The year 2005 has been the hottest year on record for the planet, hotter than 1998, 2002, 2004, and 2003. More importantly, perhaps, this has been the autumn when the planet has shown more clearly than before just what that extra heat means. Consider just a few of the findings published in the major scientific journals during the last three months:
—Arctic sea ice is melting fast. There was 20 percent less of it than normal this summer, and as Dr. Mark Serreze, one of the researchers from Colorado’s National Snow and Ice Data Center, told reporters, “the feeling is we are reaching a tipping point or threshold beyond which sea ice will not recover.” That is particularly bad news because it creates a potent feedback effect: instead of blinding white ice that bounces sunlight back into space, there is now open blue water that soaks up the sun’s heat, amplifying the melting process.
—In the tundra of Siberia, other researchers report that permafrost has begun to melt rapidly, and, as it does, formerly frozen methane—which, like the more prevalent carbon dioxide, acts as a heat-trapping “greenhouse gas”—is escaping into the atmosphere. In some places last winter, the methane bubbled up so steadily that puddles of standing water couldn’t freeze even in the depths of the Russian winter.
—British researchers, examining almost six thousand soil borings across the UK, found another feedback effect. Warmer temperatures (growing seasons now last eleven days longer at that latitude) meant that microbial activity had increased dramatically in the soil. This, in turn, meant that much of the carbon long stored in the soil was now being released into the atmosphere. The quantities were large enough to negate all the work that Britain had done to switch away from coal to reduce carbon in the atmosphere. “All the consequences of global warming will occur more rapidly,” said Guy Kirk, chief scientist on the study. “That’s the scary thing. The amount of time we have got to do something about it is smaller than we thought.”
Such findings—and there are more like them in virtually every issue of Science and Nature—came against the backdrop of Hurricanes Katrina and Rita, and the now record-breaking Atlantic storm season that has brought us back around the alphabet and as far as Hurricane Epsilon. Because hurricanes draw their power from the warm water in the upper layers of the sea’s surface, this bout of storminess served as a kind of exclamation point to a mid-August paper by the MIT researcher Kerry Emmanuel demonstrating that such storms have become more powerful and long-lasting, and would likely continue to increase in destructiveness in the future.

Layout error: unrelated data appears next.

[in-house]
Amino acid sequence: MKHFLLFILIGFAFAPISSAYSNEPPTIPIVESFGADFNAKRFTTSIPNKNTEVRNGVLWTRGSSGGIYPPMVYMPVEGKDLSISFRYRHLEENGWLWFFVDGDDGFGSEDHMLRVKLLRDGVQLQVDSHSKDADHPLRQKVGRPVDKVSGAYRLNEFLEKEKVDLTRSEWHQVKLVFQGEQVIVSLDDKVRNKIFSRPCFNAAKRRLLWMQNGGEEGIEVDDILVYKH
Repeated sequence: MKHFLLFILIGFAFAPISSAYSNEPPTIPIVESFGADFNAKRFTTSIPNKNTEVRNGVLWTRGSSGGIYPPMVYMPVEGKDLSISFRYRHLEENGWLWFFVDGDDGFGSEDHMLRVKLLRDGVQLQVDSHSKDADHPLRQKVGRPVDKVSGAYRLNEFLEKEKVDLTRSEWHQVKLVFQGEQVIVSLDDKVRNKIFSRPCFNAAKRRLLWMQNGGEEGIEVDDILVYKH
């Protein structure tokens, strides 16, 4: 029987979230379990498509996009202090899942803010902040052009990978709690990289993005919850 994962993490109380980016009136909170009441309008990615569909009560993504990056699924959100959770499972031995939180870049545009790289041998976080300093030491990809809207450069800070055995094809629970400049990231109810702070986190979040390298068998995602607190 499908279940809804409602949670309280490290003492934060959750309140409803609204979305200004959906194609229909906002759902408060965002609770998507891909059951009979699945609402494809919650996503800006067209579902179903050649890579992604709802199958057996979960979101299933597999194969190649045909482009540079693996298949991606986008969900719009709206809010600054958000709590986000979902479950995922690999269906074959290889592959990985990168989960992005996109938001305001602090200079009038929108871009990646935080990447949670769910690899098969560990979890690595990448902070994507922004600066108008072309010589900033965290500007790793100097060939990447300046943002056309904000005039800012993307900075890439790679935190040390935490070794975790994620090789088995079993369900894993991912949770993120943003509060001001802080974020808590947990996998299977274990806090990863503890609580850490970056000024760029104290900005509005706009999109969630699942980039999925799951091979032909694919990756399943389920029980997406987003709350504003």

But the hurricanes also demonstrated another fact about global warming, this one having nothing to do with chemistry or physics but instead with politics, journalism, and the rituals of science. Climate change somehow seems unable to emerge on the world stage for what it really is: the single biggest challenge facing the planet, the equal in every way to the nuclear threat that transfixed us during the past half-century and a threat we haven’t even begun to deal with. The coverage of Katrina’s aftermath, for instance, was scathing in depicting the Bush administration’s incompetence and cronyism; but the President—and his predecessors—were spared criticism for their far bigger sin of omission, the failure to do anything at all to stanch the flood of carbon that America, above all other nations, pours into the atmosphere and that is the prime cause of the great heating now underway. Though Bush has been egregious in his ignorance about climate change, the failure to do anything about it has been bipartisan; Bill Clinton and Al Gore were grandly rhetorical about the issue, but nonetheless presided over a 13 percent increase in America’s carbon emissions.
That lack of preparation and precaution dwarfs even the failure to prepare for the September 11 attacks, and its effects will be with us far longer. It’s not, of course, that America could in two decades have prevented global warming. But we could have begun taking the steps to keep it from spinning entirely out of control, steps that grow ever more difficult to take with each passing season. The books under review, though neither deals directly with the politics of global warming, help us understand some of the reasons why we’ve so far done so little.
The best of the two—indeed, one of the best books yet published on climate change—is Mark Bowen’s Thin Ice, which describes the science of global warming through the experience of the Ohio State University scientist Lonnie Thompson, the preeminent explorer of tropical and semitropical glaciers today, and the principal decoder of the secrets trapped in their ice. A minor defect is that the book was clearly designed to sell to readers of Jon Krakauer’s classic Everest account, Into Thin Air—the title and the cover are bizarrely similar. And because of that decision, too much space is devoted to Thompson’s adventures in the “death zone” above 18,000 feet on various Andean and Himalayan peaks, and too many tales are told about the Sherpas who make the expeditions possible and the hot-air balloons designed to float ice cores back to the base of the mountain before they could melt. These stories make the book needlessly long and distractingly repetitive, and detract a little from its emphasis on glaciers and what is happening to them.
But only a little. Bowen is one of the few people who could have written this book. Himself an expert climber who has written for popular magazines like Climbing, he also has a Ph.D. in physics from MIT. He has been able to climb mountains along with Thompson to examine the glaciers and explain both the scientific and political consequences of their melting.